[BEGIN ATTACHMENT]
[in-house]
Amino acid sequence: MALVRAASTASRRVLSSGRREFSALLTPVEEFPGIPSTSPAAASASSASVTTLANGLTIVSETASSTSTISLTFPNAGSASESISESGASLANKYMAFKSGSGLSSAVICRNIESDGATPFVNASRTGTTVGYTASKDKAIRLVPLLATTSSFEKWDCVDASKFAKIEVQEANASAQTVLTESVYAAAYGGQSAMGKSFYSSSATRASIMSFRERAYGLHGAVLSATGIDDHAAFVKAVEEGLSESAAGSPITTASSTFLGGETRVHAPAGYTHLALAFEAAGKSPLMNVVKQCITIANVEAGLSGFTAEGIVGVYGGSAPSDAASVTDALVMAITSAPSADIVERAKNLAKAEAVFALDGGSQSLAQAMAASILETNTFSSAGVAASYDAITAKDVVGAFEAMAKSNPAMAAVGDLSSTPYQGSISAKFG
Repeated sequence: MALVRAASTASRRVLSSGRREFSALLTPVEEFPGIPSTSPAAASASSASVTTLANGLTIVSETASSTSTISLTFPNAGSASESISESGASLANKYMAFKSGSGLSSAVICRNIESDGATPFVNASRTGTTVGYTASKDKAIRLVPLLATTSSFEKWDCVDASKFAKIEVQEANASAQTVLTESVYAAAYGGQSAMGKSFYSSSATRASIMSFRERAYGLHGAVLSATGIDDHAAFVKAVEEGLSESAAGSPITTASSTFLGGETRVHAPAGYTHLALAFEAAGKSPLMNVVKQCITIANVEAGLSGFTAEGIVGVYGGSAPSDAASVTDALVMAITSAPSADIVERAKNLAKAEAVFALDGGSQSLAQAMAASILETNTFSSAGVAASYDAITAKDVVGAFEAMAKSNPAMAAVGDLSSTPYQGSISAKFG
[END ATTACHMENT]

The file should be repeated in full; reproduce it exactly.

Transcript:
[in-house]
Amino acid sequence: MALVRAASTASRRVLSSGRREFSALLTPVEEFPGIPSTSPAAASASSASVTTLANGLTIVSETASSTSTISLTFPNAGSASESISESGASLANKYMAFKSGSGLSSAVICRNIESDGATPFVNASRTGTTVGYTASKDKAIRLVPLLATTSSFEKWDCVDASKFAKIEVQEANASAQTVLTESVYAAAYGGQSAMGKSFYSSSATRASIMSFRERAYGLHGAVLSATGIDDHAAFVKAVEEGLSESAAGSPITTASSTFLGGETRVHAPAGYTHLALAFEAAGKSPLMNVVKQCITIANVEAGLSGFTAEGIVGVYGGSAPSDAASVTDALVMAITSAPSADIVERAKNLAKAEAVFALDGGSQSLAQAMAASILETNTFSSAGVAASYDAITAKDVVGAFEAMAKSNPAMAAVGDLSSTPYQGSISAKFG
Repeated sequence: MALVRAASTASRRVLSSGRREFSALLTPVEEFPGIPSTSPAAASASSASVTTLANGLTIVSETASSTSTISLTFPNAGSASESISESGASLANKYMAFKSGSGLSSAVICRNIESDGATPFVNASRTGTTVGYTASKDKAIRLVPLLATTSSFEKWDCVDASKFAKIEVQEANASAQTVLTESVYAAAYGGQSAMGKSFYSSSATRASIMSFRERAYGLHGAVLSATGIDDHAAFVKAVEEGLSESAAGSPITTASSTFLGGETRVHAPAGYTHLALAFEAAGKSPLMNVVKQCITIANVEAGLSGFTAEGIVGVYGGSAPSDAASVTDALVMAITSAPSADIVERAKNLAKAEAVFALDGGSQSLAQAMAASILETNTFSSAGVAASYDAITAKDVVGAFEAMAKSNPAMAAVGDLSSTPYQGSISAKFG